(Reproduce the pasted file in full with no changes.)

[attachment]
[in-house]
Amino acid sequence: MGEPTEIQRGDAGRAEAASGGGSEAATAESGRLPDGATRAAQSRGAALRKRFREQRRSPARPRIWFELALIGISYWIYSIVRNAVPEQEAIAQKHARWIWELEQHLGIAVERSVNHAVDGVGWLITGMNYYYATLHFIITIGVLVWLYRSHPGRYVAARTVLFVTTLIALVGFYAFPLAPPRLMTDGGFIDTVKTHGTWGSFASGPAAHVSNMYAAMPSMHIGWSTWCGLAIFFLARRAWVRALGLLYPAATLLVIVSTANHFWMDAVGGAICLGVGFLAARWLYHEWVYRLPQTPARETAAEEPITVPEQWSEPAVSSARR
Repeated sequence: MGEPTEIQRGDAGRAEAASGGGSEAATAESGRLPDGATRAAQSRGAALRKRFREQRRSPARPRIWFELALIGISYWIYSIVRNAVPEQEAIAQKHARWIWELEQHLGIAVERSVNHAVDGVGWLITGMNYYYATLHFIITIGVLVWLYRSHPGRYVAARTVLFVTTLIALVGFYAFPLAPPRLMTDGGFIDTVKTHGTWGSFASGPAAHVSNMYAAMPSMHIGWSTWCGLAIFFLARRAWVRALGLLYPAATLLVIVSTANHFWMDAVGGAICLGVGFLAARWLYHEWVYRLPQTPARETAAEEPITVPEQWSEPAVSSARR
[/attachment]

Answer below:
[in-house]
Amino acid sequence: MGEPTEIQRGDAGRAEAASGGGSEAATAESGRLPDGATRAAQSRGAALRKRFREQRRSPARPRIWFELALIGISYWIYSIVRNAVPEQEAIAQKHARWIWELEQHLGIAVERSVNHAVDGVGWLITGMNYYYATLHFIITIGVLVWLYRSHPGRYVAARTVLFVTTLIALVGFYAFPLAPPRLMTDGGFIDTVKTHGTWGSFASGPAAHVSNMYAAMPSMHIGWSTWCGLAIFFLARRAWVRALGLLYPAATLLVIVSTANHFWMDAVGGAICLGVGFLAARWLYHEWVYRLPQTPARETAAEEPITVPEQWSEPAVSSARR
Repeated sequence: MGEPTEIQRGDAGRAEAASGGGSEAATAESGRLPDGATRAAQSRGAALRKRFREQRRSPARPRIWFELALIGISYWIYSIVRNAVPEQEAIAQKHARWIWELEQHLGIAVERSVNHAVDGVGWLITGMNYYYATLHFIITIGVLVWLYRSHPGRYVAARTVLFVTTLIALVGFYAFPLAPPRLMTDGGFIDTVKTHGTWGSFASGPAAHVSNMYAAMPSMHIGWSTWCGLAIFFLARRAWVRALGLLYPAATLLVIVSTANHFWMDAVGGAICLGVGFLAARWLYHEWVYRLPQTPARETAAEEPITVPEQWSEPAVSSARR